Articulation of a challenge to faith: the erosion of faith in the aftermath of Darwin

Please bear with me, as I articulate an initial question, a challenge to Christianity (and theism) I’m sure has been raised before but that I’m only just getting my head around.

It is common to talk of a crisis in faith within Western Christianity starting in the late 19th century, particularly post-Darwin’s Origin of the Species. Darwin’s theory that humans were descended from other animals is often depicted as causing widespread doubt and apostasy among believers, who up until this point had been the clear majority within Western countries. (Not sure of the situation in France.) Perhaps one could paint the picture in the years afterward as a gradual shift away from faith for the majority of people in Western countries to the point where today, for example, only a small minority of Australians have a positive faith in Christianity.

It would be ludicrous to put this decline solely or even largely at the hands of a Darwinian account of human origins, although young earth creationists frequently do. Yet from most quarters it would be acknowledged that the theory of evolution certainly did not encourage belief in God or Christianity, and did much to discourage it.

So how does evolutionary theism – and for someone like me both young and old earth creationism are untenable [I believe God created the world, but that Genesis does not give us scientific information about this] – account for the crisis in faith that evolution (at least partially) caused?

If all truth is God’s truth, why would the uncovering of truth lead people away from God rather than closer to God?

Possible answers:
1. Creationism: touche – evolution is a deception and this is why it caused a crisis of faith.
2. The theory of evolution provided an excuse for [some in] society to move away from God. Or it at least gave rise to a hubris which felt it could reject God/Christianity in the name of science, which could provide a new, firm basis for the nature of existence and the future of humankind. Thus: the problem is the project of modernism. Intertwined with truth – insight, for example, into human origins – was idolatry of science, as if it could replace faith in God.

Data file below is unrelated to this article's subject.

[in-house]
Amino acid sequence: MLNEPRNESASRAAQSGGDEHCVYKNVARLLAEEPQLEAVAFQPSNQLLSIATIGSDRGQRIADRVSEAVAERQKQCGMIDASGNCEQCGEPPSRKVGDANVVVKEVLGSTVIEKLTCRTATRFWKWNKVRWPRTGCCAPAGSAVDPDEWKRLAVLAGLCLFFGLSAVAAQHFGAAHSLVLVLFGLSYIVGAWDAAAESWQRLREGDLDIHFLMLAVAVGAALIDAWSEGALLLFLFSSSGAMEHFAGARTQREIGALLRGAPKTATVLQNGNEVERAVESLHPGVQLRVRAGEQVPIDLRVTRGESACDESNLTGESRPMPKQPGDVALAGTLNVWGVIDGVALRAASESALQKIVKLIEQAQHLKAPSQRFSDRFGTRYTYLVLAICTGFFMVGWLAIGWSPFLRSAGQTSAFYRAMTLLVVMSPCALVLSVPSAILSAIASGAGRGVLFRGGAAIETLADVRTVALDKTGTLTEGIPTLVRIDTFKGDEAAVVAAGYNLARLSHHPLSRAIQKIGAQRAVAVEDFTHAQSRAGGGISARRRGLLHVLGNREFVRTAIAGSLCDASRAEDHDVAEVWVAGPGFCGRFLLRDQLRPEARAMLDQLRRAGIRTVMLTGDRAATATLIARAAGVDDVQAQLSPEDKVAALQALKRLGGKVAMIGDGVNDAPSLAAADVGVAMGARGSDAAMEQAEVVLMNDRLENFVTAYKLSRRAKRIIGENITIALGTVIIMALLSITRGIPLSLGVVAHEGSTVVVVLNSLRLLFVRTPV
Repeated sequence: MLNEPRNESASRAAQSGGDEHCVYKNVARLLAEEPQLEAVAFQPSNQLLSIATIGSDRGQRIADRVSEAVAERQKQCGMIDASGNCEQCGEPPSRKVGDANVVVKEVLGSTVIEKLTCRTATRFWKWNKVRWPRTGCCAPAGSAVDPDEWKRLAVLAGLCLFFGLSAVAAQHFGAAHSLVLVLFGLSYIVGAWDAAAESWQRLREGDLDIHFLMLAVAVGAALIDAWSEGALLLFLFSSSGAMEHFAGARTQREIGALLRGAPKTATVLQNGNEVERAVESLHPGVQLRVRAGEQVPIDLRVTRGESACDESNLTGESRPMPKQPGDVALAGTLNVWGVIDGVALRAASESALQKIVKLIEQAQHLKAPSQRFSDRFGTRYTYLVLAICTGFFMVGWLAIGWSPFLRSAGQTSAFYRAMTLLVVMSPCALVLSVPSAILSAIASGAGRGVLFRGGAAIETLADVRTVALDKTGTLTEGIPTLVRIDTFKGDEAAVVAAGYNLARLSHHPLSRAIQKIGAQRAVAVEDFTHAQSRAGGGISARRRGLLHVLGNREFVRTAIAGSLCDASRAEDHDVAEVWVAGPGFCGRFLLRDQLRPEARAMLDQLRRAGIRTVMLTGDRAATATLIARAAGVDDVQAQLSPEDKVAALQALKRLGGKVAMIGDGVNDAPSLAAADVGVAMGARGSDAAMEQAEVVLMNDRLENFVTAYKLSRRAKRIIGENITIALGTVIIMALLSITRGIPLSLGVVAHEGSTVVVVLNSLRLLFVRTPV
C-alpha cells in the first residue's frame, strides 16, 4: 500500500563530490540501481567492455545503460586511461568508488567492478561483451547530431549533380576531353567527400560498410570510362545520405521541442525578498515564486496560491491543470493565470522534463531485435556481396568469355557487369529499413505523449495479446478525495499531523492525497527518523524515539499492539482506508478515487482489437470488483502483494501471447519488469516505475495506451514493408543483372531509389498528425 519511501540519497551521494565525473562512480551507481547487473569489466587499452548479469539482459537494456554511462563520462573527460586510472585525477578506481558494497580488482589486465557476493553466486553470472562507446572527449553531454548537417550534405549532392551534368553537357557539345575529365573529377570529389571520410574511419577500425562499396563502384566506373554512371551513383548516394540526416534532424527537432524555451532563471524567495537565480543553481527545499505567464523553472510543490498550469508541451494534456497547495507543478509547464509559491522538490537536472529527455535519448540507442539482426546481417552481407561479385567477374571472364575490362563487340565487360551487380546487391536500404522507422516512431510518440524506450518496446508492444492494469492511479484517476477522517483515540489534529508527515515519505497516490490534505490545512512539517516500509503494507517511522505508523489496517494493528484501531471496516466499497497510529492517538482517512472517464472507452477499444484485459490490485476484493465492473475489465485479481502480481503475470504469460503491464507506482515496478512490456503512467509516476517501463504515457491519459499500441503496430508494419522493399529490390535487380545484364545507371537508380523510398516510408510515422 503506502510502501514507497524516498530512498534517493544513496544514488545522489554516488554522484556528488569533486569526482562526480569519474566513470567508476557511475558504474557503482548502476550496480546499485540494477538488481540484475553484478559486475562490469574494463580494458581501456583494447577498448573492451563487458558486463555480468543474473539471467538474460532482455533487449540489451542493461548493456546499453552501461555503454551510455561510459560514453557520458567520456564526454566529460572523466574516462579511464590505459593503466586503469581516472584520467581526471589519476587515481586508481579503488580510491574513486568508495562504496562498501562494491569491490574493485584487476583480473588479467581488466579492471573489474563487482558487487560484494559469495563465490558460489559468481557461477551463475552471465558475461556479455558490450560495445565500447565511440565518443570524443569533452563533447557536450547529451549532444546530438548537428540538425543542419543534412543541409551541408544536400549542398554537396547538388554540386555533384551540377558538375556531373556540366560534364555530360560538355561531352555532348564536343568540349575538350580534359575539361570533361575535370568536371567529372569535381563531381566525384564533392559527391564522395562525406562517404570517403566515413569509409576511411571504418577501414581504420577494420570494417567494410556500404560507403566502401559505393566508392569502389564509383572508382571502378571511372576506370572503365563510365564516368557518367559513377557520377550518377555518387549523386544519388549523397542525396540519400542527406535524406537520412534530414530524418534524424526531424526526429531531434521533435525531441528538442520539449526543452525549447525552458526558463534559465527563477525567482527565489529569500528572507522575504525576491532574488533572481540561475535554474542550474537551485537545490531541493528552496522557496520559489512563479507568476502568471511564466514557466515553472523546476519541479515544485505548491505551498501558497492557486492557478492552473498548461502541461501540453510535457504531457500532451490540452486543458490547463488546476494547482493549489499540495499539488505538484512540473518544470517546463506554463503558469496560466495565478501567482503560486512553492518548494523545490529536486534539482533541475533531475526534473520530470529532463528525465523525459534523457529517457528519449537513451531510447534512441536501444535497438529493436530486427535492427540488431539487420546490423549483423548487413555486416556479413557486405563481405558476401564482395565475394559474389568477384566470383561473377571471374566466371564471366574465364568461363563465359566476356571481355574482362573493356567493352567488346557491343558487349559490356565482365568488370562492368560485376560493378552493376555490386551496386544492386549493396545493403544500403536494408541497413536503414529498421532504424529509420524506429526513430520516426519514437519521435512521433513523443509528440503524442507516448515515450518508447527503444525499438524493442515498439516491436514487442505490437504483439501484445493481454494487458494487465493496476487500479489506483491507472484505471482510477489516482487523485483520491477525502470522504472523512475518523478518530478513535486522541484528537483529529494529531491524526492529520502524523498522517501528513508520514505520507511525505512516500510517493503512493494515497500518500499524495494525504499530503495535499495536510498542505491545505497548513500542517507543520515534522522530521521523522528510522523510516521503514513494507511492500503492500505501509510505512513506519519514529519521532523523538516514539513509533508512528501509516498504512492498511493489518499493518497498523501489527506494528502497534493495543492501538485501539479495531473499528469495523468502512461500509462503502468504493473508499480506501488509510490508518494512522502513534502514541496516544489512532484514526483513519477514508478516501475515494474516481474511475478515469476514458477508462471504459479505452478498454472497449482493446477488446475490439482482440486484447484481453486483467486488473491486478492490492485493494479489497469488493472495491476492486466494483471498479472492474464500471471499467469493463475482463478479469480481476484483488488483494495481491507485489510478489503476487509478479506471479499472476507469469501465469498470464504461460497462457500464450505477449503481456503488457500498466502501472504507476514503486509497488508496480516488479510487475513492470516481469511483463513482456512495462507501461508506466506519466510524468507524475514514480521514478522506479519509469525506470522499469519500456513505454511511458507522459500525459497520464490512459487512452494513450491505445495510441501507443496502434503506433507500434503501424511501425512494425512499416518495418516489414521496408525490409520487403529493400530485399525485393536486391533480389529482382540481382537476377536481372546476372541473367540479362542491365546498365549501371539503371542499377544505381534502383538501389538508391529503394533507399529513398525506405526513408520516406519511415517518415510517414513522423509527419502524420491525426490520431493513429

3. The reaction of conservatives and fundamentalists against evolution in the name of Jesus discredited Christianity in the minds of many people.
4. The role of belief in evolution in leading people away from God is either an exaggeration or a delusion (perhaps used by individuals as an excuse).
5. Atheism/ Agnosticism: evolutionary theism is an attempt to salvage religious faith from the ashes. The theory of evolution caused a crisis of faith because it points toward a reality of a world without God.

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4 thoughts on “Articulation of a challenge to faith: the erosion of faith in the aftermath of Darwin

  1. Hey Nathan,

    Fantastic question! The place where I’ve found most help in answering this question is from the Catholic philosopher Charles Taylor, in particular his book A Secular Age. In it he looks at what secularity is. He shows that the two classic accounts of secularity (a. loss of religion in society, b. loss of God from the public square) don’t work, then proposes a third. In it he shows the momentous shifts that have occured with the birth of modernity that enables people now to be both atheist (something almost impossible in 1500) and yet theist to co-exist. Our society allows us to have a variety of worldview options, something very different indeed from pre-modernity. I would not do justice to Taylor to attempt to summarise his argument (a book of some 700 pages). But it is well worth the read in light of your question. It helped me understand the blinkers I wear as a product of my own culture her in late-modern Australia. (His other book Sources of the Self is equally helpful I think, and well worth reading).

    Every blessing in Christ,

    Marty.

    PS: whilst I don’t think Gen. 1-3 has anything to say about the age of creation, I am complelled for scientific reasons to believe in an old earth (i.e. I don’t find it “untenable”).

  2. Hi Nathan,
    Might it not be better to say “the ‘perceived’ reaction” in point 3 (as one possible explanation among others) as some conservatives have held that biological evoultion is conststent with a Christian theology of creation. e.g. B.B. Warfield held that it was possible for a person to be a conservative evangelical and believe in both an old earth and biological evolution, though I am not sure where he personaaly stood on the issue. (See Princeton Theological Review, April 1912).

    Shalom,
    John Arthur

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